When I started using the Fuji system I tried to use it in the same way as I used my DSLR and found it soon frustrated me. I soon realised it is better to work with the system, not to fight it. So rather than working in Manual as I was used to, I switched to working in Aperture Priority. I also found it much easier to use auto focus on the Fuji than manual focus as I did on the DSLR. For this I manually selected which auto focus point I wanted active so I was still in control of my depth of field. I have always only shot in raw on my DSLR, but as with so many Fuji users, I fell in love with the jpegs and so I now shoot in Fine Jpeg + raw. I use the jpegs for social media, my website and so on but then process the larger raw files as my master files for client work. And for anyone wondering if you can print large images from the Fuji sensor, yes you can. I have clients printing well in excess of 2 meters wide from Fuji X-Pro 1 raw files and the quality is stunning.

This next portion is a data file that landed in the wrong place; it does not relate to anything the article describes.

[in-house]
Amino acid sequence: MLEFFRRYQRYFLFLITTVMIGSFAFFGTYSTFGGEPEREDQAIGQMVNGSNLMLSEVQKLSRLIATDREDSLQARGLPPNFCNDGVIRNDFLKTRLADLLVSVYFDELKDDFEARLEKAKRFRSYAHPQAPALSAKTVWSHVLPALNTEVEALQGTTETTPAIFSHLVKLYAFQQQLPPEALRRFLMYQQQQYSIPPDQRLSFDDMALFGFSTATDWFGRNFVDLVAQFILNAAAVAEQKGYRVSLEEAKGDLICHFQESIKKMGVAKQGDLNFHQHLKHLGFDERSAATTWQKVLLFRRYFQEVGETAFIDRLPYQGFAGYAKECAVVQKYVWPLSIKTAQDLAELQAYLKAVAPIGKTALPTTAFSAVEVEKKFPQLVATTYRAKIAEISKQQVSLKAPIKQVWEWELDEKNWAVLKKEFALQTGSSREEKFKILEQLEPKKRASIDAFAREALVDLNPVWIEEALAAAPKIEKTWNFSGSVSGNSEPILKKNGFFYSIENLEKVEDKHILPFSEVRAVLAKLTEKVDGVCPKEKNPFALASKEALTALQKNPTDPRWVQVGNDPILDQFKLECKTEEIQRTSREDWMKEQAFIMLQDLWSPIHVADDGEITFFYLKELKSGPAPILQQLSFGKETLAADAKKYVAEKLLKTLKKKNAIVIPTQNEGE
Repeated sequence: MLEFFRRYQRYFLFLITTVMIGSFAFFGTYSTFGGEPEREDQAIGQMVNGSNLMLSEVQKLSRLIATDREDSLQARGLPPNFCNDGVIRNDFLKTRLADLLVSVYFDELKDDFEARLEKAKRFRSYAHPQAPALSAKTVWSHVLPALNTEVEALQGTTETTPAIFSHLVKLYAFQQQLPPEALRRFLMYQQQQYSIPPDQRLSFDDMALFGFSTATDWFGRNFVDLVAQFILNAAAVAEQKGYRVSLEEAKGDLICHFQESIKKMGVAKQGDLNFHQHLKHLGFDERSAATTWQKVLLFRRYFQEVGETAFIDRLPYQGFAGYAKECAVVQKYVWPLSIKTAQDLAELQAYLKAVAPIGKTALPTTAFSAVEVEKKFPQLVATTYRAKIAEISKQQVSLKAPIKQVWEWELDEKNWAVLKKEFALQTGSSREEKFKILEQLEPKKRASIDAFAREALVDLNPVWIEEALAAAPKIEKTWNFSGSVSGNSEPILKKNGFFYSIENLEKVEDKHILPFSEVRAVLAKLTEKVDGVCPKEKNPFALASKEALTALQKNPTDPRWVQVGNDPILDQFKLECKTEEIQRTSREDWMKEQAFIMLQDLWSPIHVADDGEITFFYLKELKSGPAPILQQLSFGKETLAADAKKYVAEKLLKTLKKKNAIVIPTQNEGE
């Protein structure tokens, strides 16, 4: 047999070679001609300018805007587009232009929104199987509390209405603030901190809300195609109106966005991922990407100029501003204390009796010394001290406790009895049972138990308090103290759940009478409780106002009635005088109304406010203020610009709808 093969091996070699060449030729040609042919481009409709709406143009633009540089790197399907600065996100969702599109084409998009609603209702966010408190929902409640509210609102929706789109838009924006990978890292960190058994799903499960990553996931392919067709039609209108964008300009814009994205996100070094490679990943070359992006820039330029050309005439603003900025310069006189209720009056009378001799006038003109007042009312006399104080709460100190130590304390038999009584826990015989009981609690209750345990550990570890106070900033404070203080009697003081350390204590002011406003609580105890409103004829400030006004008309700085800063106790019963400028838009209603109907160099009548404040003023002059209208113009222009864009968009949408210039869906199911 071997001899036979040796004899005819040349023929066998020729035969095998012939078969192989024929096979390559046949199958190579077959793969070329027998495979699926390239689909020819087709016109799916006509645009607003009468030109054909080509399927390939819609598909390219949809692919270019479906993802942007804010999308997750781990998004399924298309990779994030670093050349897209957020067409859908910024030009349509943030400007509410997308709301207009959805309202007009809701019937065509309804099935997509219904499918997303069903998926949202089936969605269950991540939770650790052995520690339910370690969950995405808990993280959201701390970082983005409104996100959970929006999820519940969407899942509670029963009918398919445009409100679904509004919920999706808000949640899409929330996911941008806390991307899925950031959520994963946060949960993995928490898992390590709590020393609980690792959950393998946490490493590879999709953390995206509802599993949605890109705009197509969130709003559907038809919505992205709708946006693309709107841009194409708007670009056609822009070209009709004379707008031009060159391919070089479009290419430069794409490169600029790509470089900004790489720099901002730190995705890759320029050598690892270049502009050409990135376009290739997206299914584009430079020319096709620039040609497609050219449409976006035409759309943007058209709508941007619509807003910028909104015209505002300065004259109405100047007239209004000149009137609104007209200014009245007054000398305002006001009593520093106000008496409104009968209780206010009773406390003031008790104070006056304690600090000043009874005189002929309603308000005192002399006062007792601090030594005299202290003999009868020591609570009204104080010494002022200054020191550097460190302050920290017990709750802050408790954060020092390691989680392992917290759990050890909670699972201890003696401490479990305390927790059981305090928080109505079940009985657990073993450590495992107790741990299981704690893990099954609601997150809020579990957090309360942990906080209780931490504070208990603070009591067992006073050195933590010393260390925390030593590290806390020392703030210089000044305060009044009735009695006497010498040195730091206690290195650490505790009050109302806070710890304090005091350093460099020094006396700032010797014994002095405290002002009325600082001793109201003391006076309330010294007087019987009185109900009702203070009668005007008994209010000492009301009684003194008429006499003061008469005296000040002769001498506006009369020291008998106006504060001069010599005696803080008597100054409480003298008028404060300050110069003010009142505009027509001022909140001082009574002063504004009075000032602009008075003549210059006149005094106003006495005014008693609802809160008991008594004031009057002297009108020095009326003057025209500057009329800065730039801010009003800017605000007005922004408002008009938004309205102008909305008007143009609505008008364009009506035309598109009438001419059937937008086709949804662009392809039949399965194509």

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What’s next for you?

I am patiently awaiting the launch of an X-Pro 2. I am sure Fuji will have some special for us when it comes out. In the meantime, I am already planning locations for 2016 and 2017 and have personal projects ‘on the boil’. Gnawing away at me is a huge backlog of images which need processing too. One day, when I am ready, I would love to produce a book, but I don’t feel I have a suitable body of work yet, but I enjoy writing for photography magazines and leading photography tours and workshops.

Contact info

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X-Photographer’s Spotlight – Jefferson Pires

Tell us about yourself and what got you into photography?

downloadMy name is Jefferson Pires and I am the founder of a menswear and lifestyle online magazine called SchoolBoyCouture. I got into photography due to multiple reasons. When I was younger I used to always carry a sketchbook and sketch whatever I saw, capture whatever inspired me. Photography was a natural progression of that. Also when I first started my site, I wanted to create original content that stood out from competitors. It is then that I started taking photography seriously. The first proper camera that I got was a Fujifilm X100 when it was first released.

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Why did you choose Fujifilm cameras?